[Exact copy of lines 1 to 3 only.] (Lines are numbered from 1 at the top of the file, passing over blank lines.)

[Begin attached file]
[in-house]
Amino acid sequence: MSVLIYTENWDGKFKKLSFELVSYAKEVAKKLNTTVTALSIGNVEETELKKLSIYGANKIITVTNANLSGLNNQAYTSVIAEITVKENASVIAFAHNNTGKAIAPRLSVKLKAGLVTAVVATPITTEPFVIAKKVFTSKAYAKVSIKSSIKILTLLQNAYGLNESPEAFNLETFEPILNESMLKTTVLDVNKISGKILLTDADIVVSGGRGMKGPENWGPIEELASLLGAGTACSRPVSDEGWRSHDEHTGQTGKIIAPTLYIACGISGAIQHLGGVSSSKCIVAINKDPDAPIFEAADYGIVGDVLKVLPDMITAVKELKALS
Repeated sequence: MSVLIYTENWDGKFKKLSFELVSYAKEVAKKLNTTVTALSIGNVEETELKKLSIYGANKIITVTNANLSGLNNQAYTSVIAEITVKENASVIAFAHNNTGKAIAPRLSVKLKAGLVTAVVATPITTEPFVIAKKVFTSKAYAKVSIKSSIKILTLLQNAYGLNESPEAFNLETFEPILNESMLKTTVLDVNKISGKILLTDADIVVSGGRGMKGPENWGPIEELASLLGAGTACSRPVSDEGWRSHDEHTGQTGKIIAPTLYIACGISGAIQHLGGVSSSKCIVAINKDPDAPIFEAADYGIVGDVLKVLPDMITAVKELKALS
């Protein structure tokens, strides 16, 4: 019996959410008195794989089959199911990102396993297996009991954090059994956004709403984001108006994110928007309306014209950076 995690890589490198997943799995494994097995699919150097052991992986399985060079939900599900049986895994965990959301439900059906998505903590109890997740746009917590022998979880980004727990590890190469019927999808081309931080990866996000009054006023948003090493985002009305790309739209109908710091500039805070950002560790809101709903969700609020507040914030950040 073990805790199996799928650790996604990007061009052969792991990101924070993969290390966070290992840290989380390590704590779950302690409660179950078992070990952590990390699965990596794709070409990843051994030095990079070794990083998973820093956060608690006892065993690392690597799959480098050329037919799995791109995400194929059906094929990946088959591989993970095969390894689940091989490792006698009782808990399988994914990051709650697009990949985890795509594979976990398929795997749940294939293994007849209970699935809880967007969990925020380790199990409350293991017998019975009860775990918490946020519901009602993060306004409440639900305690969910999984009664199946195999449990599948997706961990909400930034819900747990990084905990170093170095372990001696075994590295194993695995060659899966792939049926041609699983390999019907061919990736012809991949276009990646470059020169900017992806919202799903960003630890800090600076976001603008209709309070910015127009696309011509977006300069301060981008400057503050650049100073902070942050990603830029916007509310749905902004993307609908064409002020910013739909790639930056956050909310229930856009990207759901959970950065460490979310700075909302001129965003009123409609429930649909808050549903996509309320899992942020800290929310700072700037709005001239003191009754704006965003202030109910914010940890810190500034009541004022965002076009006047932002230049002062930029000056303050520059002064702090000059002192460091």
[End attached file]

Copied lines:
[in-house]
Amino acid sequence: MSVLIYTENWDGKFKKLSFELVSYAKEVAKKLNTTVTALSIGNVEETELKKLSIYGANKIITVTNANLSGLNNQAYTSVIAEITVKENASVIAFAHNNTGKAIAPRLSVKLKAGLVTAVVATPITTEPFVIAKKVFTSKAYAKVSIKSSIKILTLLQNAYGLNESPEAFNLETFEPILNESMLKTTVLDVNKISGKILLTDADIVVSGGRGMKGPENWGPIEELASLLGAGTACSRPVSDEGWRSHDEHTGQTGKIIAPTLYIACGISGAIQHLGGVSSSKCIVAINKDPDAPIFEAADYGIVGDVLKVLPDMITAVKELKALS
Repeated sequence: MSVLIYTENWDGKFKKLSFELVSYAKEVAKKLNTTVTALSIGNVEETELKKLSIYGANKIITVTNANLSGLNNQAYTSVIAEITVKENASVIAFAHNNTGKAIAPRLSVKLKAGLVTAVVATPITTEPFVIAKKVFTSKAYAKVSIKSSIKILTLLQNAYGLNESPEAFNLETFEPILNESMLKTTVLDVNKISGKILLTDADIVVSGGRGMKGPENWGPIEELASLLGAGTACSRPVSDEGWRSHDEHTGQTGKIIAPTLYIACGISGAIQHLGGVSSSKCIVAINKDPDAPIFEAADYGIVGDVLKVLPDMITAVKELKALS